Today, more than ever, people are working from the home office. Working in a comfortable environment is nice and can be very productive. However; sometimes the home office doesn’t have the same computer equipment or gear to do the jobs needed. With many organizations who are practicing social distancing, or building a work community of remote offices, one will find certain items are still needed.
Let us look at a simple way to make USB copies at the home office. For example, let us think about an IT manager who needs to roll out restore installation packages, or a software developer who is required to deploy software updates to a group of remote users. This IT manager or software developer needs a quick, easy and inexpensive piece of equipment to do the job.
The mini-sized USB flash drive duplicator by Nexcopy is a great solution for this exact problem. The unit pictured below is 6″ long and 4″ wide. So it will fit into any briefcase (if those are used anymore) and light as a book.
The USB duplicator allocates one socket for the master device and four sockets for the target devices. The duplicator is a binary copier and will copy any file format or file system connected to it. The duplicator is powered through a USB cable and is ideal for any sized USB flash drive.
With a duplicator like this, making copies at the home office is very quick and very easy. The duplicator works with a single push of a single button. The mini duplicator may be configured to perform a binary copy or a binary copy and compare. The copy and compare function gives the user piece of mind that each copy is exactly the same as the master. So the USB flash drives can be delivered with the utmost confidence each copy is working and an exact digital copy of the master.
Flipping through the features of the duplicator, we have some other bullet points worth mentioning:
- Asynchronous copy mode, all the time
- Binary copier will copy any format; FAT, FAT32, exFAT, NTFS, HFS, Ext2,3,4, Proprietary
- Binary CRC verification algorithm
- Quick Erase and Full Erase for disk sanitization
- Four language modes in LCD menu
- USB speed benchmark utility
- Firmware upgradeable
So how much will this mini USB duplicator benefit a home office employee? The easiest way to determine this is asking ourselves how much time the duplicator will save. This mini system, called the Nexcopy USB104SA will copy one GB of data to each device in about one minute. That is ultra-fast. So if the IT manager or software engineer had to data load a 12 GB data set, it would take about twelve minutes to make four copies. There is now way Windows could copy data that fast to four sticks. When using the copy and compare mode it takes a bit longer… about 1.5 minutes per GB. So still incredibly quick.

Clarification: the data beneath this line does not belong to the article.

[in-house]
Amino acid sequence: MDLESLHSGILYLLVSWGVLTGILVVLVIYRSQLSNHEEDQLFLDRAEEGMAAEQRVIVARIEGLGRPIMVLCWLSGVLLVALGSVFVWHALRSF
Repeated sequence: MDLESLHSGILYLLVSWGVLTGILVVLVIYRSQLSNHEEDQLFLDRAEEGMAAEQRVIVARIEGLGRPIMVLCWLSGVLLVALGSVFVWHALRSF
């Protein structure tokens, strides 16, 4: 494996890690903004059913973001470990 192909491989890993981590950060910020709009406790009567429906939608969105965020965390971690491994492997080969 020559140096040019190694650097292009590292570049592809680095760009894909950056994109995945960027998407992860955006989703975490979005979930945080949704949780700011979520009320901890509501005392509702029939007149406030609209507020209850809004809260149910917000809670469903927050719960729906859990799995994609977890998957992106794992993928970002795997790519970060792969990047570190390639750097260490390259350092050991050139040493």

There are a couple of features listed above one may not be familiar with, so let’s review. The quick erase or full erase is a scrub method to remove all data from the USB flash drive. This is a nice feature to guarantee data is removed from the USB with no chance of the data being recovered. Formatting a drive doesn’t remove data, but erase will. The quick erase will scrub certain portions of the drive so some data could remain, but most likely corrupted and unable to recover. The full erase function will randomly write binary zero and one data to the entire memory of the flash drive. By doing this random write sequence, it would be impossible for even the most sophisticated forensics recover software to restore data from the device.
The four language modes include English, Spanish, Portuguese and Simplified Chinese.
The USB benchmark speed is a great tool to figure out the quality of media one is using. This is particularly important when dealing with promotional quality media, as promo memory is very instable. The easiest way to determine the quality of memory is looking at the write speed. With the benchmark utility one can test the read and write speed of a drive. The USB duplicator will write about 20MBs of random data to determine the average read and write speed. If the USB memory has a write speed of 4MB/second or lower, it’s not good quality. If the write speed is above 8MB/second for USB 2.0 media and above 20MB/second write speed for USB 3.0 media, it is of better quality memory.
The CRC verification method is Cyclical Redundancy Check verification method and is most reliable for NAND memory. Probably best to search for CRC verification for a complete understanding of this protocol.
The USB duplicator made by Nexcopy is a backward compatible product and will copy to USB 1.0, USB 2.0 and USB 3.0 flash drives. The duplicator will write to the device as fast as it will allow. The best write times will result from the operator using USB 3.0 media.
The USB104SA has a manufacturer suggested retail price (MSRP) of $399 USD.